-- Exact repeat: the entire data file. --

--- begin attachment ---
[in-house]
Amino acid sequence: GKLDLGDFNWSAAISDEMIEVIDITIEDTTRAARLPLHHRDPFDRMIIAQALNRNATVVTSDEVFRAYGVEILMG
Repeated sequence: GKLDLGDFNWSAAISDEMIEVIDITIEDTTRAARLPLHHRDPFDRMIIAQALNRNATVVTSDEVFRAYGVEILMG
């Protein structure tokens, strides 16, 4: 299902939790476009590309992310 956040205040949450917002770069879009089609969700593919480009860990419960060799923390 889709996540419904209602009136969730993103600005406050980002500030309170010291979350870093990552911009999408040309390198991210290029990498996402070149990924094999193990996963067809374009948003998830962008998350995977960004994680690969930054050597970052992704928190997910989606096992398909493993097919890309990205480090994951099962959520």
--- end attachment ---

[in-house]
Amino acid sequence: GKLDLGDFNWSAAISDEMIEVIDITIEDTTRAARLPLHHRDPFDRMIIAQALNRNATVVTSDEVFRAYGVEILMG
Repeated sequence: GKLDLGDFNWSAAISDEMIEVIDITIEDTTRAARLPLHHRDPFDRMIIAQALNRNATVVTSDEVFRAYGVEILMG
């Protein structure tokens, strides 16, 4: 299902939790476009590309992310 956040205040949450917002770069879009089609969700593919480009860990419960060799923390 889709996540419904209602009136969730993103600005406050980002500030309170010291979350870093990552911009999408040309390198991210290029990498996402070149990924094999193990996963067809374009948003998830962008998350995977960004994680690969930054050597970052992704928190997910989606096992398909493993097919890309990205480090994951099962959520």